BP share-swap blocked by tribunal
BP's £10 billion share-swap with Russian government-owned Rosneft was dealt another blow today after a tribunal blocked the deal until further notice.
The Stockholm tribunal has extended an injunction blocking the swap as it determines whether the deal breaches agreements with its existing Russian partners TNK-BP.
The oil giant currently has until April 14 to complete the deal - which would see BP own 9.5% of Rosneft's shares, while the Russian group would have taken a 5% stake in BP - but plans to discuss extending this deadline with Rosneft.
The embattled supermajor has come to blows with TNK-BP shareholders, a group of Russian oligarchs known as Alfa-Access-Renova, who said BP was obliged to pursue new projects in Russia with TNK-BP.
The setback comes less than a week before BP's annual general meeting, when investors are likely to hit out at the company's safety record following the Gulf of Mexico oil disaster last year, its bonus policy and strategy in Russia.
The deal - hailed by BP as "historic" and "groundbreaking" when unveiled in January - would have paved the way for BP and Rosneft to jointly explore the south Kara Sea in the Russian Arctic.
But last month the tribunal extended its injunction on the whole deal to both the exploration and share-swap. BP then requested for the share-swap to proceed alone but this was also blocked today.
Both the share-swap and Arctic exploration remain under injunction until the final decision has been made by the tribunal.
BP is able to ask for Rosneft's consent to extend the cut-off date for the deal to keep the agreement alive.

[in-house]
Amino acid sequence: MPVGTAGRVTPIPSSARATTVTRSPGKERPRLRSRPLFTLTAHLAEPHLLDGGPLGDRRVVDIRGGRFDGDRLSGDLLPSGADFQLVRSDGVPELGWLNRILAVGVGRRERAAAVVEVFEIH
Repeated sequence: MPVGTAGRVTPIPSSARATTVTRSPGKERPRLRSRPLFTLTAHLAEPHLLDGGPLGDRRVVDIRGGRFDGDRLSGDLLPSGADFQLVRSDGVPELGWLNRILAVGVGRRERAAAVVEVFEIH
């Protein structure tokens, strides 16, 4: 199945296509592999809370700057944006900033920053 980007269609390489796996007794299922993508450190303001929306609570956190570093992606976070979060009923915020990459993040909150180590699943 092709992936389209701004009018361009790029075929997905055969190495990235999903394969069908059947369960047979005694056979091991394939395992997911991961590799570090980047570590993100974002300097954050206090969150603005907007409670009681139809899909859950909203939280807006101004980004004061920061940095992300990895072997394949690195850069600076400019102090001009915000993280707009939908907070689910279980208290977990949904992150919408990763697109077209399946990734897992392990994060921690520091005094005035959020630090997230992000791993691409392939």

Rosneft chairman Igor Sechin has previously said he is "satisfied" with BP as a partner, despite the ongoing dispute.
AAR said the deal had harmed BP's reputation in Russia.
Stan Polovets, chief executive officer of AAR, said today: "AAR welcomes the decision of the tribunal, which we consider fair, balanced and thoughtful.
"We will be pleased to continue to co-operate with the tribunal and will provide any additional information and evidence it requires during the next stage of the hearings."
The finding will come as a blow to new chief executive Bob Dudley as the company moves to restore its reputation and financial position in the wake of the Deepwater Horizon explosion.
Mr Dudley will have to face shareholders' ire at the company's AGM on Thursday, where some are expected to vote against the annual report and accounts.
The Association of British Insurers has given an "amber top" alert to the remuneration report, while Christian groups including the UK's Church Investor Group are advising voting against the report.
Shareholders are also likely to question Mr Dudley over the deteriorating deal with Rosneft.
The deal tie-up would have helped BP replace lost production from the Gulf of Mexico and other assets sold off in the wake of the Deepwater Horizon explosion.
The company recently posted a loss of 4.9 billion US dollars (£3.1 billion) in the year to December 31 - its first loss in nearly two decades - after the cost of the disaster was taken into account. The company pledged to sell up to 30 billion US dollars (£18 billion) of assets to meet compensation requirements.
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